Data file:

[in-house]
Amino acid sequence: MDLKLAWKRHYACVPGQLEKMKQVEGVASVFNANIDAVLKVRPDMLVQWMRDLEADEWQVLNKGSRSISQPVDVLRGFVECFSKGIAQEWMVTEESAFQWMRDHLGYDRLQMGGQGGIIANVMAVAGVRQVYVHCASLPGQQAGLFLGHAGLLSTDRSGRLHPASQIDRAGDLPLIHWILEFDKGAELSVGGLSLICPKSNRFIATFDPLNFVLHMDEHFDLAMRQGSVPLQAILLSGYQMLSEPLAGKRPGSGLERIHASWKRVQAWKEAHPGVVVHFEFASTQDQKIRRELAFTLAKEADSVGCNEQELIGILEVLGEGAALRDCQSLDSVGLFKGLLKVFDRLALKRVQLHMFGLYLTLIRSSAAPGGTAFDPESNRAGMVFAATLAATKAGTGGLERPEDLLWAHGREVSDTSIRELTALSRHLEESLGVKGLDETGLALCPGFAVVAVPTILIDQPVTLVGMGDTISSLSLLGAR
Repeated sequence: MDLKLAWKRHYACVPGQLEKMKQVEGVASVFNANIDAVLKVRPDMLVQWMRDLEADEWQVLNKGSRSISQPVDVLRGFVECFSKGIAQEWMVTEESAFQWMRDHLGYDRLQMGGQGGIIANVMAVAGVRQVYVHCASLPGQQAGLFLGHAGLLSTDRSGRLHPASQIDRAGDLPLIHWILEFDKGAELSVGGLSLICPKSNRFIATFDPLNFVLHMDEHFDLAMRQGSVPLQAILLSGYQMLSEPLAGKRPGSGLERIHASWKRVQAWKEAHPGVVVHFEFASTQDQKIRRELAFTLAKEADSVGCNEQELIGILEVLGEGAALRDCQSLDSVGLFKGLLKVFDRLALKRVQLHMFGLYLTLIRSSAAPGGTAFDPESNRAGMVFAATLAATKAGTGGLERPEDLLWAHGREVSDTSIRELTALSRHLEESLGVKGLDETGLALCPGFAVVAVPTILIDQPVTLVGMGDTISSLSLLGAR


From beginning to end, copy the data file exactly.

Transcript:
[in-house]
Amino acid sequence: MDLKLAWKRHYACVPGQLEKMKQVEGVASVFNANIDAVLKVRPDMLVQWMRDLEADEWQVLNKGSRSISQPVDVLRGFVECFSKGIAQEWMVTEESAFQWMRDHLGYDRLQMGGQGGIIANVMAVAGVRQVYVHCASLPGQQAGLFLGHAGLLSTDRSGRLHPASQIDRAGDLPLIHWILEFDKGAELSVGGLSLICPKSNRFIATFDPLNFVLHMDEHFDLAMRQGSVPLQAILLSGYQMLSEPLAGKRPGSGLERIHASWKRVQAWKEAHPGVVVHFEFASTQDQKIRRELAFTLAKEADSVGCNEQELIGILEVLGEGAALRDCQSLDSVGLFKGLLKVFDRLALKRVQLHMFGLYLTLIRSSAAPGGTAFDPESNRAGMVFAATLAATKAGTGGLERPEDLLWAHGREVSDTSIRELTALSRHLEESLGVKGLDETGLALCPGFAVVAVPTILIDQPVTLVGMGDTISSLSLLGAR
Repeated sequence: MDLKLAWKRHYACVPGQLEKMKQVEGVASVFNANIDAVLKVRPDMLVQWMRDLEADEWQVLNKGSRSISQPVDVLRGFVECFSKGIAQEWMVTEESAFQWMRDHLGYDRLQMGGQGGIIANVMAVAGVRQVYVHCASLPGQQAGLFLGHAGLLSTDRSGRLHPASQIDRAGDLPLIHWILEFDKGAELSVGGLSLICPKSNRFIATFDPLNFVLHMDEHFDLAMRQGSVPLQAILLSGYQMLSEPLAGKRPGSGLERIHASWKRVQAWKEAHPGVVVHFEFASTQDQKIRRELAFTLAKEADSVGCNEQELIGILEVLGEGAALRDCQSLDSVGLFKGLLKVFDRLALKRVQLHMFGLYLTLIRSSAAPGGTAFDPESNRAGMVFAATLAATKAGTGGLERPEDLLWAHGREVSDTSIRELTALSRHLEESLGVKGLDETGLALCPGFAVVAVPTILIDQPVTLVGMGDTISSLSLLGAR